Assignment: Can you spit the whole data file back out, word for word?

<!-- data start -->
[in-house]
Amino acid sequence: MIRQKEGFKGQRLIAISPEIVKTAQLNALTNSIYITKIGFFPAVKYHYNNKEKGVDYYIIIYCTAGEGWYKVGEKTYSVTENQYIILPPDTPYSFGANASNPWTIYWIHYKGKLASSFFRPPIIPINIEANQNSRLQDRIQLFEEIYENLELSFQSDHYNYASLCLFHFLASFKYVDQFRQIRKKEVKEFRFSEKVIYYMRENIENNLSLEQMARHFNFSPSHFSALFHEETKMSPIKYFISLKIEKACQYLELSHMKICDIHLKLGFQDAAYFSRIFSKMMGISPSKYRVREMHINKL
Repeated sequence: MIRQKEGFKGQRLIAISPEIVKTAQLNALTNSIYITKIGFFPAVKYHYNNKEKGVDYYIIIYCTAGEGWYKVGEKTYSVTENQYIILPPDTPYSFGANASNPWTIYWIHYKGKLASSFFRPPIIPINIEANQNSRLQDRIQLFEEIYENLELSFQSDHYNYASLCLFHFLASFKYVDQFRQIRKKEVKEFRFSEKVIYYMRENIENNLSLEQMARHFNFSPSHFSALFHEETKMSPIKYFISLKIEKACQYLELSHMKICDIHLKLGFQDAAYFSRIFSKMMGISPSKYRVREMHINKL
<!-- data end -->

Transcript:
[in-house]
Amino acid sequence: MIRQKEGFKGQRLIAISPEIVKTAQLNALTNSIYITKIGFFPAVKYHYNNKEKGVDYYIIIYCTAGEGWYKVGEKTYSVTENQYIILPPDTPYSFGANASNPWTIYWIHYKGKLASSFFRPPIIPINIEANQNSRLQDRIQLFEEIYENLELSFQSDHYNYASLCLFHFLASFKYVDQFRQIRKKEVKEFRFSEKVIYYMRENIENNLSLEQMARHFNFSPSHFSALFHEETKMSPIKYFISLKIEKACQYLELSHMKICDIHLKLGFQDAAYFSRIFSKMMGISPSKYRVREMHINKL
Repeated sequence: MIRQKEGFKGQRLIAISPEIVKTAQLNALTNSIYITKIGFFPAVKYHYNNKEKGVDYYIIIYCTAGEGWYKVGEKTYSVTENQYIILPPDTPYSFGANASNPWTIYWIHYKGKLASSFFRPPIIPINIEANQNSRLQDRIQLFEEIYENLELSFQSDHYNYASLCLFHFLASFKYVDQFRQIRKKEVKEFRFSEKVIYYMRENIENNLSLEQMARHFNFSPSHFSALFHEETKMSPIKYFISLKIEKACQYLELSHMKICDIHLKLGFQDAAYFSRIFSKMMGISPSKYRVREMHINKL